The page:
Benjamin Hardy: Well he said that there's two types of evolution. He said there's domesticated evolution and then there's natural evolution. A natural evolution is the type of evolution that occurs out in nature when the environment shifts the species within that environment respond to the shifts and so it's reactive an unplanned process whereas a domesticated style of evolution is where you specifically shape external can create external constraints or variables to seek a specific result. If you want to have small mushrooms for example you shape the type of soil and the lighting and stuff like  that or if you want big mushroom you have to change those variables. If you want a fast horse to do X. It's just this idea of shaping traits and there's really good work. Another one called altered traits you know the science of how to reshape your biology into psychology. That's kind of where neuroscience and epigenetics are going. Then I'll just kind of give this last quote because probably this is a big mess of ideas. But Marshall Goldsmith said in Triggers, “You do not control your environment your environment creates and controls you.” So all of this is really just around the idea of when you start investing in yourself you change your identity change your psychology also change your environment.


Scott Barlow:  But here's what I absolutely love about it. We went a lot of different places and I really very much enjoyed not just in the book but our discussion particularly about how you have control in a lot of places where people don't perceive that they have control or at least you have influence if you do not have control and your environment is one of the places that I see so often that people don't think they necessarily can influence it in the way that we're talking about here and everything that you've discussed is ways to be able to influence that. And I so appreciate that and let's see if we can spread that message far and wide.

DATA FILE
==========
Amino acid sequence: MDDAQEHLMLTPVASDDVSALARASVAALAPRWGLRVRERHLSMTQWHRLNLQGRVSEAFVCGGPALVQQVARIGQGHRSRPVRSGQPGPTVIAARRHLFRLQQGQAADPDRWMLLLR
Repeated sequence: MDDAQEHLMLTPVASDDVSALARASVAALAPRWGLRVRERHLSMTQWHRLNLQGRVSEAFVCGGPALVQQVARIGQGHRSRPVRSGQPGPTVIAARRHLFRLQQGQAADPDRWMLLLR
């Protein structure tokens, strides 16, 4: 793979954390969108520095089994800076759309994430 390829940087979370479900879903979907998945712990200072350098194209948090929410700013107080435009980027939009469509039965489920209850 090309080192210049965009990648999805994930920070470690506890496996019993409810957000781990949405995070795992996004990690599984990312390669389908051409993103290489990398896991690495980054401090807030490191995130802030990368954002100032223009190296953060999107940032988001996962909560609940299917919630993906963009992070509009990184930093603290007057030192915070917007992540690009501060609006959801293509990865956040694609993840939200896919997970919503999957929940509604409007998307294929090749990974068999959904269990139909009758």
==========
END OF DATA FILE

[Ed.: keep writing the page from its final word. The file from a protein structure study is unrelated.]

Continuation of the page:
Benjamin Hardy: Awesome. Well I appreciate you having me on the show. Yeah this  came out of me differently today than you know it often does but it is a lot more kind of fluid. But if you just look at what's around you. You have to realize that that's what's shaping you what you put in your body. Food wise, the information you can see, what type of music you listen to, what kind of people you are around; all of those things are outside of you. Everything you are is in an environment as we speak wherever you are, whoever's listening to this like you're in your car or you're in a house like that is influencing your inner world you know. And so once you started to really think about that you start to think OK if I shape what's outside of me and then I shape what's inside of me that I shape who I am and who I become. And that's exactly what Winston Churchill said, he said “we build our house then our house builds us.”